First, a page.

Irish army defuses loyalist bomb

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The Independent Online
Loyalist paramilitaries are believed to have planted a bomb containing commercial explosive in Monaghan town in the Irish Republic, close to the border with Northern Ireland.

The device, found in a yard behind a Sinn Fein office on Monday, was the first loyalist bomb discovered south of the border since the Combined Loyalist Military Command announced its ceasefire in October 1994.

Gardai suggested the crudely made bomb, left in a plastic holdall, may have failed to go off because of faulty construction. A man living in a nearby flat heard the detonator explode. But it failed to set off the main bomb, which was made safe by an Irish army bomb disposal unit.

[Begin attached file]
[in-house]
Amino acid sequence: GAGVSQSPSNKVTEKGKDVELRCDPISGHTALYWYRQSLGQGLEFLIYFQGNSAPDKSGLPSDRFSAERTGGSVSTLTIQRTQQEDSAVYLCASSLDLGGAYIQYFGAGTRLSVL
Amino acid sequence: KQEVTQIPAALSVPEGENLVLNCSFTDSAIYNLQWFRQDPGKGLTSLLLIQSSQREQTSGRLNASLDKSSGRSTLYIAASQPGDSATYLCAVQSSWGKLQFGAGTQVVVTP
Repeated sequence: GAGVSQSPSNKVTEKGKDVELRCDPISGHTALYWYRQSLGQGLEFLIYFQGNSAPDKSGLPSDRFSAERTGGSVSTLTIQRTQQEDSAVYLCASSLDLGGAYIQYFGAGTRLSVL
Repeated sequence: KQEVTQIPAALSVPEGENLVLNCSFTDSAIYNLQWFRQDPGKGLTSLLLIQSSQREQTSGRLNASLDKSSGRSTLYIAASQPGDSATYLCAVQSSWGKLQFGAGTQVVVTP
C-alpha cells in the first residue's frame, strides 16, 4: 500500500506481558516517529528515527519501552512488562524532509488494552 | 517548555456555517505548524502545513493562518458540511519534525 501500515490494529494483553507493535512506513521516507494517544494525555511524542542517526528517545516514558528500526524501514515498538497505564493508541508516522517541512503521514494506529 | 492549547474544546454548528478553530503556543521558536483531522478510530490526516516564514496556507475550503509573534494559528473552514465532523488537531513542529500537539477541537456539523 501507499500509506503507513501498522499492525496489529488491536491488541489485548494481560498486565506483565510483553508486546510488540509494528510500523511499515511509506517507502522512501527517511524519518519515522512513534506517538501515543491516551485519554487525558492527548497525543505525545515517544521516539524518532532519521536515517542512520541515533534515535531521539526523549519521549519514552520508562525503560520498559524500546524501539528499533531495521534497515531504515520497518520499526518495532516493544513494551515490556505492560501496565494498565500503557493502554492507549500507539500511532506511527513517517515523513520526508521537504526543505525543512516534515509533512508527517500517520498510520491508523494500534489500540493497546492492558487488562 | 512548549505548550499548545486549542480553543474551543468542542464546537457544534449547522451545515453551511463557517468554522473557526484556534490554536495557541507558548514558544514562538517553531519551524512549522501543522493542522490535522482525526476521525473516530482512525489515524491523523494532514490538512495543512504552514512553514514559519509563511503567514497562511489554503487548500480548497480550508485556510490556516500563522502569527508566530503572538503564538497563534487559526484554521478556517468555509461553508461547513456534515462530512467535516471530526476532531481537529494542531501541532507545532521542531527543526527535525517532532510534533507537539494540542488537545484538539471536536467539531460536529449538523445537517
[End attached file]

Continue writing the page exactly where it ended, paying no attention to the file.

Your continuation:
The device in Monaghan is believed to have consisted of several pounds of Powergel, a type of commercial explosive which was previously used by the loyalist UVF (Ulster Volunteer Force) in devices planted in Dublin in 1994, neither of which exploded.

n A new level of detente will be reached today when Orangemen meet an Irish minister, Avril Doyle, to discuss ways in which they may be included in next year's bi-centennial celebrations of the 1798 United Irishmen's rebellion, which sought to launch an insurrection based on the ideals of the French Revolution.